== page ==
Season 2’s finale of Killing Eve, written by Pheobe Waller-bridge is available in full on BBC iPlayer and aired in the UK on BBC ONE, 9pm tonight.
Jodie Comer is outstanding as the female assassin and psychopath Villanelle. She believes she is truly in love with Eve and will stop at nothing to be with her. Finally, In tonight’s episode, we wonder what the resolution will be given the fact that Series One ended with a knife to the stomach!
Psychopaths tend to mirror back to you what you desire, as they attempt to possess you. During the series, we have witnessed Eve adopt characteristic traits of a psychopath, as she becomes closer to Villanelle. Yet her lack of empathy for her husband, unadulterated selfishness and morbid fascination with female psychopaths, suggests that she herself is exhibiting psychopathic traits.
“What is it about her”
“We are the same”
Konstantine to Villanelle
Nico (Owen McDonnell) her husband, has been Eve’s biggest supporter and knows her incredibly well. Yet while Eve is drawn to darkness like a moth to a flame, Nico retreats when he senses them both in danger. He can’t follow her down the rabbit hole and despite pleading with her to stay safe, she constantly puts both of their lives in danger.
I seemed to like Eve (Sandra Oh) less during the series and Villanelle (Jodie Comer) more, which is a testament to the writing and performances by both Jodie and Sandra.
Spotlight on the psychopathic mind
Billionaire Aaron Peel (Henry Lloyd-Hughes) and Eve offer an interesting study of different types of psychopaths. This scene acts as a microcosm of the overall series. Both appear devoid of emotion, remorse. Yet Eve experiences sexual desires and impulses to interact with people, whilst Aaron appears to be more voyeuristic and controlling of them. Aaron is a bully and control freak, who also likes to kill. The episode opens as they compare notes; whilst not declaring they are both psychopathic killers. Aaron is becoming more enchanted with Eve; she is an enigma to him.
“It has to be perfect. There’s no point if it isn’t perfect”
Eve, in contrast, is falling apart. Displaying risky and impulsive behaviours, Eve has sex with her male colleague which makes rather uncomfortable watching, her marriage has broken down due to her actions and she is not exactly the best M16 agent on the case as she is too emotionally involved.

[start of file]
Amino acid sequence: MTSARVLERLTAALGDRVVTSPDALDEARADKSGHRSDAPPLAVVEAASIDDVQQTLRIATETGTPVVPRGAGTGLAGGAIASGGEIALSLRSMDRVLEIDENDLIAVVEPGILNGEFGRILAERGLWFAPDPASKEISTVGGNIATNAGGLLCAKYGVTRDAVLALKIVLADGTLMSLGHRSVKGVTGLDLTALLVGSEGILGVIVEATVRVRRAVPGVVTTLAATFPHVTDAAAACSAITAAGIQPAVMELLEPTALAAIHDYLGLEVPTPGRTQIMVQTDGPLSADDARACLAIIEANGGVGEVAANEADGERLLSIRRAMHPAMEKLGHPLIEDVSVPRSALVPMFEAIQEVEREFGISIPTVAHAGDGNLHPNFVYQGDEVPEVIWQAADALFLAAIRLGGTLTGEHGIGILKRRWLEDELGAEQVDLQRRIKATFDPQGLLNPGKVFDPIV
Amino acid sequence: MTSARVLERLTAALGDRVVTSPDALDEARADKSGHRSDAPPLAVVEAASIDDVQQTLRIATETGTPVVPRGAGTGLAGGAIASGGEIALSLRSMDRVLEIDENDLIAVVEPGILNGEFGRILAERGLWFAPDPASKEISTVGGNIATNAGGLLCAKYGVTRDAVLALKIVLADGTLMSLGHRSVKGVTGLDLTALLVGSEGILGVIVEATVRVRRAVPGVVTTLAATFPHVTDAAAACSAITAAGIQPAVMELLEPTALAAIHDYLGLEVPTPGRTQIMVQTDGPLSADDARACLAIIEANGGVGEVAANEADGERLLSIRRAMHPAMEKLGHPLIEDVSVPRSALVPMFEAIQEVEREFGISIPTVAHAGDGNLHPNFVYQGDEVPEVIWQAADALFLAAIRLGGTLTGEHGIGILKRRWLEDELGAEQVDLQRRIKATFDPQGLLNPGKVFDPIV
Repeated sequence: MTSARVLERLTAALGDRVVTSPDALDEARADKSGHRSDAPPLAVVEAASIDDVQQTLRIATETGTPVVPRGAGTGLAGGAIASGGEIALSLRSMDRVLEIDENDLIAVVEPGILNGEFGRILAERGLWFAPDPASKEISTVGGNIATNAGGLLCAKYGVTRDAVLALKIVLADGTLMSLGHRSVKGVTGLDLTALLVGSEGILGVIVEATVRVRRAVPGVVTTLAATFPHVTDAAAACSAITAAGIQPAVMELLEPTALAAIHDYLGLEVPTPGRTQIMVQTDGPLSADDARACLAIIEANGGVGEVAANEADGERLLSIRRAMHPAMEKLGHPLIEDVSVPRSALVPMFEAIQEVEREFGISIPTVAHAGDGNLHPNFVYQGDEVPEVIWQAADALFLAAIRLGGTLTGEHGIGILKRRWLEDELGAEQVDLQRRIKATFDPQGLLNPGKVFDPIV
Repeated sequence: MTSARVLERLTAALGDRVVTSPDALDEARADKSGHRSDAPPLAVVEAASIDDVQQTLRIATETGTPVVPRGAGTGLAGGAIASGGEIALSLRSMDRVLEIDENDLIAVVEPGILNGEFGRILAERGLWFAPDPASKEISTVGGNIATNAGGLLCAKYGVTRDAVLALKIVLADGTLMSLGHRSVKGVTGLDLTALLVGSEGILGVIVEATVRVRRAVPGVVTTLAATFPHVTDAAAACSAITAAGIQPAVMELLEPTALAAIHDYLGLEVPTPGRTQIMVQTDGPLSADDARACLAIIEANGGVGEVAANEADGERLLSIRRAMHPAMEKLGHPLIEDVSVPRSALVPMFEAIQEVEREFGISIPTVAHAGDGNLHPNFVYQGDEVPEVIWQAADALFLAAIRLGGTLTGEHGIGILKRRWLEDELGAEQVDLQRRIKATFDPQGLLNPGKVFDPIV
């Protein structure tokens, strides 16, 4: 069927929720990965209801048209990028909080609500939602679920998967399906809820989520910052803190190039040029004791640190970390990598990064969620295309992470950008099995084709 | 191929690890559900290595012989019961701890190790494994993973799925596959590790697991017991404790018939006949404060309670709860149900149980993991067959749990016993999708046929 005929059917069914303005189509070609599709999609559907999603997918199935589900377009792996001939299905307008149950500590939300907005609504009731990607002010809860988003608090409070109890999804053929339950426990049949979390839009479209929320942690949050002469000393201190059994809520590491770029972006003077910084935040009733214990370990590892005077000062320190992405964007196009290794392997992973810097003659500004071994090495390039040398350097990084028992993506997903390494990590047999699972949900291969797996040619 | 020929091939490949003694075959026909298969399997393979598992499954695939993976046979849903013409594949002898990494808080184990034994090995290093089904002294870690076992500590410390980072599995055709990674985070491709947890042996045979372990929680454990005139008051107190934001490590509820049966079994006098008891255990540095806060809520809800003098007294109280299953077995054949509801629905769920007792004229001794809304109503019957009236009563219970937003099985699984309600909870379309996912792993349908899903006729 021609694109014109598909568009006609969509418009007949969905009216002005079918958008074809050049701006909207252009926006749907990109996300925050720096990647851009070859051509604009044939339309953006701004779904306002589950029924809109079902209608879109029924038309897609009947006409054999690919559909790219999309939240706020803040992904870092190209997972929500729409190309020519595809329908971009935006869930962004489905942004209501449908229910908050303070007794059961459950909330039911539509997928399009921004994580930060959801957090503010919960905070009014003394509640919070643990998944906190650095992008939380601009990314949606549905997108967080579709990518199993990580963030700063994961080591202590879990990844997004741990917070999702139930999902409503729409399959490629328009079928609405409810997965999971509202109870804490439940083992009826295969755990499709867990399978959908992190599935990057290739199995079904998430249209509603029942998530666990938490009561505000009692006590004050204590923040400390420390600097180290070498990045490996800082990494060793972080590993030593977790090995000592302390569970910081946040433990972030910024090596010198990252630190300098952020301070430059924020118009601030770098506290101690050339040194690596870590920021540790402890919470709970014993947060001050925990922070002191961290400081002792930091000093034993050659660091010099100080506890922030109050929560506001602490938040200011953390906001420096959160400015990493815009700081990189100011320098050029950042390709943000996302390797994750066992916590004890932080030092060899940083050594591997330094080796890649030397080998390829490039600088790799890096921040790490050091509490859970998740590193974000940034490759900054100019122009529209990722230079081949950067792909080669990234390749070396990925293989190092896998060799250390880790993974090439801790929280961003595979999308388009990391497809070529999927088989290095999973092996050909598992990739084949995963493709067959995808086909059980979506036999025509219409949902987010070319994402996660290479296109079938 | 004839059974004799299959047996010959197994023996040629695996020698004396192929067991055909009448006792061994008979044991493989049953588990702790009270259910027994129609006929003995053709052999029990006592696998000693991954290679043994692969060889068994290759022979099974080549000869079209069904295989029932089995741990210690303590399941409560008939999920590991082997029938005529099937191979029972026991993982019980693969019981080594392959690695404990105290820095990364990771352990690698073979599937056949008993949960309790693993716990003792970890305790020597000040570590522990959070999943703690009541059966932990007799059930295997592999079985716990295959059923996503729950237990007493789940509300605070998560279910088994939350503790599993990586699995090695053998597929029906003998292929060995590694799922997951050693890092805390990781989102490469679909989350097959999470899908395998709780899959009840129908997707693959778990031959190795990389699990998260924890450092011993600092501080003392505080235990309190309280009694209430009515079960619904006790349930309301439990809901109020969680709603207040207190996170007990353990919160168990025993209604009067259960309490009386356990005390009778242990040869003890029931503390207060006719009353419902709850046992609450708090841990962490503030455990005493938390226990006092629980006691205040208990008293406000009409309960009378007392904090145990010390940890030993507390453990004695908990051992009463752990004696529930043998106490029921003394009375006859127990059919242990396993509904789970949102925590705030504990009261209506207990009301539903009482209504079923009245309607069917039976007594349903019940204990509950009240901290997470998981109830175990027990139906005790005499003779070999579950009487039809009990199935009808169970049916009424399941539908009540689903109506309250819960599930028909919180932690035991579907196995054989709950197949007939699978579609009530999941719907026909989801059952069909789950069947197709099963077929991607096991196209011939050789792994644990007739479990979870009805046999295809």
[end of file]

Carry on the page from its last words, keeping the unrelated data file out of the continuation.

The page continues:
“Did you know Aaron makes movies, Eve?” – Villanelle
Villanelle offers great insight into the working mind of the psychopath. Boredom is what a psychopath feels and they will do anything to relieve this. When she discovers she is to be at dinner with Raymond, her nemesis she uses the ‘safe word’. Eve comes running to her aid, thinking she is in trouble, which she was, but she downplays this knowing she has blown her cover but pleased she has Eve’s attention.
“Did you know Aaron makes movies, Eve? I mean, they’re not great—the murders are okay, but I want more story you know.”
Aaron understanding she is also a psychopathic killer, offers her the world and to work for him saying she will never be bored again. For a split second, her loyalties are tested – we think.
Yet once he threatens to hurt Eve. She grabs a knife and slits his throat, holding him up to a mirror to watch himself die, which he does with a smile. Death is the ultimate ecstasy.
Carolyn and Konstantin
The relationship between Carolyn Martens (Fiona Shaw) and Konstantin (Kim Bodnia) is an interesting one. Carolyn is the ultimate secret spy pro. Fiona Shaw plays this role incredibly well. Remaining always in control, she also has an incredibly dark side, but with steel will, she puts her feelings to one side and will manipulate the situation to gain an end result.
“If something happens you and Eve are on your own”
Konstantin remains Villanelle’s mentor and friend, saving her life before he has to abandon her. When he reveals she has been set up, you can tell she is upset, but this theme of family hints at something to come in the future. What seems like a throwaway remark may be more significant in Series 3. When Konstantine tells her family is more important, Villanelle responds saying “I wouldn’t know, all of mine are dead”. To which he replies, “Most of them sure”. She asks him what he means, but this is no time to chat as her life is at risk and they must part.